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District Court Judge Dan Polster

insurancejournal.com

The nation's three largest drug distributors and a drugmaker have reached a tentative deal to settle a lawsuit related to the nation's opioid crisis. 

Three major U.S. drug distributing companies are negotiating a multibillion-dollar settlement to end numerous lawsuits filed by state and local governments seeking compensation for costs associated with the opioid crisis.

The drug distributors — Amerisource Bergen, McKesson and Cardinal Health — could pay as much as $18 billion over 18 years, according to The Wall Street Journal, which first reported the discussions.

Updated at 3:30 p.m. ET on Oct. 24

Make no mistake: The legal fight over liability for the U.S. opioid crisis is only heating up.

Updated at 5:37 p.m. ET

Confronted with a torrent of lawsuits across the U.S., several major drug companies are in discussions with authorities to resolve thousands of opioid-related suits filed against them. A government source close to the negotiations tells NPR that Purdue Pharma, Johnson & Johnson, Endo International and Allergan are looking to cut deals.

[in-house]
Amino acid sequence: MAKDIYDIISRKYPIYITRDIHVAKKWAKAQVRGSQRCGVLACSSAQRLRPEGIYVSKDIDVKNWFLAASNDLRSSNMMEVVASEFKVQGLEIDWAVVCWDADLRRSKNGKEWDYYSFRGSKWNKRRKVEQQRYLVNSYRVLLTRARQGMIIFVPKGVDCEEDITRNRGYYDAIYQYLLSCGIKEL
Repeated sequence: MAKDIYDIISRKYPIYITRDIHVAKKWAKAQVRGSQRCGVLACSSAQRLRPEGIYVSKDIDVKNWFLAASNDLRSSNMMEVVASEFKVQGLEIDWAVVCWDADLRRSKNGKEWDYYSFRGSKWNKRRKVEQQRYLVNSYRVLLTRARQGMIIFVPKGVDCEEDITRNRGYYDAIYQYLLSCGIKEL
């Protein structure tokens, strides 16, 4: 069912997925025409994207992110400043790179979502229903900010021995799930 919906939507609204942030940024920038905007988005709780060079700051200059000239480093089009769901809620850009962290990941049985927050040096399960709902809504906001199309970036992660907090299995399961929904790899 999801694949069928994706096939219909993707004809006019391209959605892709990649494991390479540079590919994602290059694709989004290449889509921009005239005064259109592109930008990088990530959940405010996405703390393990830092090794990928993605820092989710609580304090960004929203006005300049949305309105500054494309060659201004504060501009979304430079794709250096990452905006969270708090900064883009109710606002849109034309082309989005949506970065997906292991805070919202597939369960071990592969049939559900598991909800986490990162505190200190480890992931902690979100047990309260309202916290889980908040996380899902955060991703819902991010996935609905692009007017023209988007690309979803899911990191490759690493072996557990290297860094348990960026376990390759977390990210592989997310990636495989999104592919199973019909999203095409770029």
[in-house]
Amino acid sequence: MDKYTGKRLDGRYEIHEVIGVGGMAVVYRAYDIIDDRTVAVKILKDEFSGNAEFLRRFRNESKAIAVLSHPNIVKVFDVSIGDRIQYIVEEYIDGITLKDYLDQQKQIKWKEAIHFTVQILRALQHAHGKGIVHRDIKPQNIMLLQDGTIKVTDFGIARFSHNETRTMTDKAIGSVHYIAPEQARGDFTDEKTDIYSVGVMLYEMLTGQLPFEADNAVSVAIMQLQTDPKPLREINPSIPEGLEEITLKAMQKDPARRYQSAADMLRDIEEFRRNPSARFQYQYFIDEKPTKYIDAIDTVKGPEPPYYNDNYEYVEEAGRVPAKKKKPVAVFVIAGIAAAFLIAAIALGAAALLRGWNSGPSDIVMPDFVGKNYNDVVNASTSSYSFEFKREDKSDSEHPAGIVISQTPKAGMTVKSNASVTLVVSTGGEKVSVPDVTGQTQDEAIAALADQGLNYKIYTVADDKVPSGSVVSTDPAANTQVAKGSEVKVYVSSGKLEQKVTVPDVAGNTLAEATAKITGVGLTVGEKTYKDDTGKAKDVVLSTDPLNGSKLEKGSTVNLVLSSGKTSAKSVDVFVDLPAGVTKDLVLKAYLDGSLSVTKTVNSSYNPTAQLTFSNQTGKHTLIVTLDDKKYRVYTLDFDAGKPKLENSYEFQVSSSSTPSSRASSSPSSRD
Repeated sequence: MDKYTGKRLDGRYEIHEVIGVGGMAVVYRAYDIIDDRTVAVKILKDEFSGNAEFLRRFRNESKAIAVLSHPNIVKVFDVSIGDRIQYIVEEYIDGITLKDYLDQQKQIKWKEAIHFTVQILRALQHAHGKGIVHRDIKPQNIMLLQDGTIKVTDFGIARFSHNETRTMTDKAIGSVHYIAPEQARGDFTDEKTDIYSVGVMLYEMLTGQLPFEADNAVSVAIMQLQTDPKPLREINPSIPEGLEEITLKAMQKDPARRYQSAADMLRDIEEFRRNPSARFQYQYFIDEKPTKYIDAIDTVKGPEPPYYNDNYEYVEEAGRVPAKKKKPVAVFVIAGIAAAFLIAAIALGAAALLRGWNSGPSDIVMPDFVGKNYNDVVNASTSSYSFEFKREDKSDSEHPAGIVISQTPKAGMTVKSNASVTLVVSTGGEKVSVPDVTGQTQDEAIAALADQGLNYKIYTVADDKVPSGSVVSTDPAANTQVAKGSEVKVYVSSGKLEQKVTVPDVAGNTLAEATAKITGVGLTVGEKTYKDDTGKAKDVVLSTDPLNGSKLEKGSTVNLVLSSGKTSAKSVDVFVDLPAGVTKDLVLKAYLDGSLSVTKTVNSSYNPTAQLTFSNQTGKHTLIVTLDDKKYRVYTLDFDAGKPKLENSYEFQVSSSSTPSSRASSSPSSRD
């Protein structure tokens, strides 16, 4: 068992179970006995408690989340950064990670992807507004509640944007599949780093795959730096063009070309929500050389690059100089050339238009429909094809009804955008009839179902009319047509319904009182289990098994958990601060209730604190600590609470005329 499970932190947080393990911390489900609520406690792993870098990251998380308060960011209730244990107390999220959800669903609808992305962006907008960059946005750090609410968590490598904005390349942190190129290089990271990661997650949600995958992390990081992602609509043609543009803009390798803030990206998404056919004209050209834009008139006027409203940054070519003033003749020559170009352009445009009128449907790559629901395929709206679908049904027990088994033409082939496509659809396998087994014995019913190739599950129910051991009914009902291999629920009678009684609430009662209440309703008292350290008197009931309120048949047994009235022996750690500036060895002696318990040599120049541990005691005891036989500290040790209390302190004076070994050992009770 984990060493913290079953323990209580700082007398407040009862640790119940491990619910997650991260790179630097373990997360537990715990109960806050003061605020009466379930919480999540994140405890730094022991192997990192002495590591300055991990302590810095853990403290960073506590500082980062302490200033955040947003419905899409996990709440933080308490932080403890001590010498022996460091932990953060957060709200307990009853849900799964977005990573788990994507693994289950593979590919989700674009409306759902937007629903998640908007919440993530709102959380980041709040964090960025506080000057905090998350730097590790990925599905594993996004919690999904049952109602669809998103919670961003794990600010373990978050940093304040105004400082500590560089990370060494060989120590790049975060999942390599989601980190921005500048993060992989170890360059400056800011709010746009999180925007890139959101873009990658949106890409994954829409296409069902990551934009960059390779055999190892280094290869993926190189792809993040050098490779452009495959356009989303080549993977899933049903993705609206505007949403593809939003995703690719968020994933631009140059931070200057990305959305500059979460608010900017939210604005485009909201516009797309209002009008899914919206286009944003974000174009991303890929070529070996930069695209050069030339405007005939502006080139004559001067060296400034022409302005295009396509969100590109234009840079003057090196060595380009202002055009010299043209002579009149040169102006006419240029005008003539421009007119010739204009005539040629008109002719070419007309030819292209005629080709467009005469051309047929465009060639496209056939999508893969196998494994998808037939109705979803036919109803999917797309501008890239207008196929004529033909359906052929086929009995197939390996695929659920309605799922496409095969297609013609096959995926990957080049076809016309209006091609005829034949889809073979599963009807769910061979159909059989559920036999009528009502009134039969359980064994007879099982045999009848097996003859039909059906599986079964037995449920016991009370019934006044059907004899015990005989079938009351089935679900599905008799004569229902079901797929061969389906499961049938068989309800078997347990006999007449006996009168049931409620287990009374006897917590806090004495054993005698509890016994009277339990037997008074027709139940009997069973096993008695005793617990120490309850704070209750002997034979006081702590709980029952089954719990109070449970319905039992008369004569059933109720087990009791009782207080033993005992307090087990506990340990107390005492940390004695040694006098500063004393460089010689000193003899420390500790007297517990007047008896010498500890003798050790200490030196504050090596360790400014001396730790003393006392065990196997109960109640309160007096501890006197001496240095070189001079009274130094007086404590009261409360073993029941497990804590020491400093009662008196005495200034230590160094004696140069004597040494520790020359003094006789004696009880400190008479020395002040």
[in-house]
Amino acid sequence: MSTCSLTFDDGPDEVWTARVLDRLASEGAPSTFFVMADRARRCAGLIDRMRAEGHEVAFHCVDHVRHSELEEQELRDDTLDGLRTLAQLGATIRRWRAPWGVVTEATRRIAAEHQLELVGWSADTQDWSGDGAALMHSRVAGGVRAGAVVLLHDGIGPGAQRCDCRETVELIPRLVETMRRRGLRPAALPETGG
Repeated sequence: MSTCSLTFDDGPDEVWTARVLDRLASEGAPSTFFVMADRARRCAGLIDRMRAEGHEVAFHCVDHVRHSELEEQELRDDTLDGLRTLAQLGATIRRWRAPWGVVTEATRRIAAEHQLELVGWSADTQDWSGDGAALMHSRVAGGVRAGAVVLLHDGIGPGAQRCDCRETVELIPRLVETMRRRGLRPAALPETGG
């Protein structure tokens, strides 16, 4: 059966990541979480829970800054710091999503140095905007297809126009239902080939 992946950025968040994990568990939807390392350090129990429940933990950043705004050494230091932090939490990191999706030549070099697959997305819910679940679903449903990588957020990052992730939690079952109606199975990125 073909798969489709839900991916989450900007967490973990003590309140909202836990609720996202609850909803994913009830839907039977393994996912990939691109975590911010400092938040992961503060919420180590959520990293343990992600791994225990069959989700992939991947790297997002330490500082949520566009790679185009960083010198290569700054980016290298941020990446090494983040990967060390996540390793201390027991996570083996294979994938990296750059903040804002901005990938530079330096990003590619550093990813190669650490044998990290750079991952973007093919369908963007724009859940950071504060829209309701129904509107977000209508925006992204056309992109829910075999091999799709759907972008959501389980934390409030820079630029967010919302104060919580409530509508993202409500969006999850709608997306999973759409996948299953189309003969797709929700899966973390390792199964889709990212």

Updated at 7:04 p.m. ET

An Oklahoma judge has ruled that drugmaker Johnson & Johnson helped ignite the state's opioid crisis by deceptively marketing painkillers, and must pay $572 million to the state.

Oklahoma sought $17.5 billion, blaming Johnson & Johnson for fueling the crisis that has claimed the lives of more than 6,000 people in the state.

Dublin-based Cardinal Health is among three opioid distributors offering to pay 10 billion dollars to settle lawsuits filed by state and local governments over their alleged role in the nation's opioid crisis. 

Updated at 10:44 p.m. ET

For the first time, a federal court in Ohio is releasing a trove of data that offers far more detail about the size and scope of the nation's opioid epidemic — and about the role played by drug companies and pharmacies like CVS, Walgreens and Johnson & Johnson that profited from the rapid growth of prescription opioid sales.